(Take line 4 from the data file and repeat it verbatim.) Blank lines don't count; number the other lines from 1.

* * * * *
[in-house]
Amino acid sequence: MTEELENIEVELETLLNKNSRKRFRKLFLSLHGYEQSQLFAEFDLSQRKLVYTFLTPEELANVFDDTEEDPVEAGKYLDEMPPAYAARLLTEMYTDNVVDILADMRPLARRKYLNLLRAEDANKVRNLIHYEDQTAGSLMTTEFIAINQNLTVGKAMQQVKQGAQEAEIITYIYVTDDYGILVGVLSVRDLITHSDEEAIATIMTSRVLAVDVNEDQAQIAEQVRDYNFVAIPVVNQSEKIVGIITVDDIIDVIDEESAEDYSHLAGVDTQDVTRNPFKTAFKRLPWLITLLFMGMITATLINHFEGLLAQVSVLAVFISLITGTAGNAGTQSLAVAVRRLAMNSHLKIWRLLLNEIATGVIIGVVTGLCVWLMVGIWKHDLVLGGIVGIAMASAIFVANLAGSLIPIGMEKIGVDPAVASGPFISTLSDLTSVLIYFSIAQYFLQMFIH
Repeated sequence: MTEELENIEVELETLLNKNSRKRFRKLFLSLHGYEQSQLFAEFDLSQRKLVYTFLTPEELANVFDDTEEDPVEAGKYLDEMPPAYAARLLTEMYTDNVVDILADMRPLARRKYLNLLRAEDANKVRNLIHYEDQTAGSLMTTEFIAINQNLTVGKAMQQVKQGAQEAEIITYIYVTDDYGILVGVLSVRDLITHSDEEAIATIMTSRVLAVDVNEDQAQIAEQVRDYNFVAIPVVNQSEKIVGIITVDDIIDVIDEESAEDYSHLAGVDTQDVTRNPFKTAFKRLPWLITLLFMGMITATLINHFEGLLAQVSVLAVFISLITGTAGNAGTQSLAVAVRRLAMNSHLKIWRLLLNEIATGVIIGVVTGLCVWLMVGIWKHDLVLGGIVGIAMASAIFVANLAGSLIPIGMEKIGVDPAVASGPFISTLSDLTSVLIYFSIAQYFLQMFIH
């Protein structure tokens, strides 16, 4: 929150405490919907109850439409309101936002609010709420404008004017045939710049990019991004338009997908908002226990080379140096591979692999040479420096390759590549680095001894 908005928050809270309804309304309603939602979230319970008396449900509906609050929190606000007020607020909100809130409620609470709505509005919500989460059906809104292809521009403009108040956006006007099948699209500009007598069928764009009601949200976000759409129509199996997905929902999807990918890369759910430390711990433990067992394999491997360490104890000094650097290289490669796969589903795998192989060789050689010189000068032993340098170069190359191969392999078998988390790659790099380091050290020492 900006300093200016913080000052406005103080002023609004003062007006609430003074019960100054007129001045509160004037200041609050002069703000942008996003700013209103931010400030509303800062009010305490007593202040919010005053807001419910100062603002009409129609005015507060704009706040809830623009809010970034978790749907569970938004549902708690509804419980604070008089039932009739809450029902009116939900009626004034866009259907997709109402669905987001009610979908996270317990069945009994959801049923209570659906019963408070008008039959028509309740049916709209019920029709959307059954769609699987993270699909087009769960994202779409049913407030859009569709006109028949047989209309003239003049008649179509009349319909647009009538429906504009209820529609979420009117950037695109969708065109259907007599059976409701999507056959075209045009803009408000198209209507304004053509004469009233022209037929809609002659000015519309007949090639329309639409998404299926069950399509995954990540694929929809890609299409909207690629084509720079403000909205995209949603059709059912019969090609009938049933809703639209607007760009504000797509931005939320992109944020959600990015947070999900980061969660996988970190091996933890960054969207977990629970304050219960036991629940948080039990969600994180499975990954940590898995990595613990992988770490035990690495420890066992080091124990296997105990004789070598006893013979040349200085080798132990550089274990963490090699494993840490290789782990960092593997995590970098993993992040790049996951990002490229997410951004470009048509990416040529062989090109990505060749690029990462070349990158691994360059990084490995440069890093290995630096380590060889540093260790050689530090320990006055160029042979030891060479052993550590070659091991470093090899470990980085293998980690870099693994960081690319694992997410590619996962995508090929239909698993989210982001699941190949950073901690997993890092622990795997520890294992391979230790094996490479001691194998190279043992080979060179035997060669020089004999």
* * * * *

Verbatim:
């Protein structure tokens, strides 16, 4: 929150405490919907109850439409309101936002609010709420404008004017045939710049990019991004338009997908908002226990080379140096591979692999040479420096390759590549680095001894 908005928050809270309804309304309603939602979230319970008396449900509906609050929190606000007020607020909100809130409620609470709505509005919500989460059906809104292809521009403009108040956006006007099948699209500009007598069928764009009601949200976000759409129509199996997905929902999807990918890369759910430390711990433990067992394999491997360490104890000094650097290289490669796969589903795998192989060789050689010189000068032993340098170069190359191969392999078998988390790659790099380091050290020492 900006300093200016913080000052406005103080002023609004003062007006609430003074019960100054007129001045509160004037200041609050002069703000942008996003700013209103931010400030509303800062009010305490007593202040919010005053807001419910100062603002009409129609005015507060704009706040809830623009809010970034978790749907569970938004549902708690509804419980604070008089039932009739809450029902009116939900009626004034866009259907997709109402669905987001009610979908996270317990069945009994959801049923209570659906019963408070008008039959028509309740049916709209019920029709959307059954769609699987993270699909087009769960994202779409049913407030859009569709006109028949047989209309003239003049008649179509009349319909647009009538429906504009209820529609979420009117950037695109969708065109259907007599059976409701999507056959075209045009803009408000198209209507304004053509004469009233022209037929809609002659000015519309007949090639329309639409998404299926069950399509995954990540694929929809890609299409909207690629084509720079403000909205995209949603059709059912019969090609009938049933809703639209607007760009504000797509931005939320992109944020959600990015947070999900980061969660996988970190091996933890960054969207977990629970304050219960036991629940948080039990969600994180499975990954940590898995990595613990992988770490035990690495420890066992080091124990296997105990004789070598006893013979040349200085080798132990550089274990963490090699494993840490290789782990960092593997995590970098993993992040790049996951990002490229997410951004470009048509990416040529062989090109990505060749690029990462070349990158691994360059990084490995440069890093290995630096380590060889540093260790050689530090320990006055160029042979030891060479052993550590070659091991470093090899470990980085293998980690870099693994960081690319694992997410590619996962995508090929239909698993989210982001699941190949950073901690997993890092622990795997520890294992391979230790094996490479001691194998190279043992080979060179035997060669020089004999």